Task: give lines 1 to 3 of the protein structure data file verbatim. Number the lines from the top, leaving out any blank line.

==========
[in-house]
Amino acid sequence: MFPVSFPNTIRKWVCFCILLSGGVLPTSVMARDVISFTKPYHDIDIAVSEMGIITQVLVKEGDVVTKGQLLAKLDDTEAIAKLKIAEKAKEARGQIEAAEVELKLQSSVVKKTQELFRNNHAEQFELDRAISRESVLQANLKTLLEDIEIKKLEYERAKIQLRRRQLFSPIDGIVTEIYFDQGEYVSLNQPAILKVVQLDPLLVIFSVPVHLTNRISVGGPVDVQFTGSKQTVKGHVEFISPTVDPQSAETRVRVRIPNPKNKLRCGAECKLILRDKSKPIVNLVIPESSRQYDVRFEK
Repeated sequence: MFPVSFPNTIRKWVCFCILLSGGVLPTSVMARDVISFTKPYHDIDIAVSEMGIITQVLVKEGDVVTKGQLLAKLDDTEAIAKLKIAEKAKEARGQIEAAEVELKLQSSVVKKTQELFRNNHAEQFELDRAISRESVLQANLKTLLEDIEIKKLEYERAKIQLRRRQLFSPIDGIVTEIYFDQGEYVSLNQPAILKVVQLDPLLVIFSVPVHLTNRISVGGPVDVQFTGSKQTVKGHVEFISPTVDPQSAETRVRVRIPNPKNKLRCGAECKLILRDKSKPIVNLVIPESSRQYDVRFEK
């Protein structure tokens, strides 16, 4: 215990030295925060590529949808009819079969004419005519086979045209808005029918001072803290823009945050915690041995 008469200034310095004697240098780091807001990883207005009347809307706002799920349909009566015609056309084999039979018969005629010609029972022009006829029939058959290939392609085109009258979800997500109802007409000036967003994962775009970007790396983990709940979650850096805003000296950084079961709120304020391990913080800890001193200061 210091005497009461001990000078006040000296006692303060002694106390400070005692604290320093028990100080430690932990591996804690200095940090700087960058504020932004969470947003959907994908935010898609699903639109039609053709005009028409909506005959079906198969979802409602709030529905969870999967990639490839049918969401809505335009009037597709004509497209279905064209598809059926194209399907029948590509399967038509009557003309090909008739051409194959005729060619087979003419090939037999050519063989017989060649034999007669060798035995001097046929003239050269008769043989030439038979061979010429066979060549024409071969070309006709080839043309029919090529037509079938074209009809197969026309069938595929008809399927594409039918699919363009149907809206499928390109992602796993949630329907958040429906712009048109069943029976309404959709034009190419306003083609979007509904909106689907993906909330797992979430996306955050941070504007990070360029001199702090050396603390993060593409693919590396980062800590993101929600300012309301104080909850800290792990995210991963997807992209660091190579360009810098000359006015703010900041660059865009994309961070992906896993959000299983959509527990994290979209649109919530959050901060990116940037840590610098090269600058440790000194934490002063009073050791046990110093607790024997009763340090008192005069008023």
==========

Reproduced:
[in-house]
Amino acid sequence: MFPVSFPNTIRKWVCFCILLSGGVLPTSVMARDVISFTKPYHDIDIAVSEMGIITQVLVKEGDVVTKGQLLAKLDDTEAIAKLKIAEKAKEARGQIEAAEVELKLQSSVVKKTQELFRNNHAEQFELDRAISRESVLQANLKTLLEDIEIKKLEYERAKIQLRRRQLFSPIDGIVTEIYFDQGEYVSLNQPAILKVVQLDPLLVIFSVPVHLTNRISVGGPVDVQFTGSKQTVKGHVEFISPTVDPQSAETRVRVRIPNPKNKLRCGAECKLILRDKSKPIVNLVIPESSRQYDVRFEK
Repeated sequence: MFPVSFPNTIRKWVCFCILLSGGVLPTSVMARDVISFTKPYHDIDIAVSEMGIITQVLVKEGDVVTKGQLLAKLDDTEAIAKLKIAEKAKEARGQIEAAEVELKLQSSVVKKTQELFRNNHAEQFELDRAISRESVLQANLKTLLEDIEIKKLEYERAKIQLRRRQLFSPIDGIVTEIYFDQGEYVSLNQPAILKVVQLDPLLVIFSVPVHLTNRISVGGPVDVQFTGSKQTVKGHVEFISPTVDPQSAETRVRVRIPNPKNKLRCGAECKLILRDKSKPIVNLVIPESSRQYDVRFEK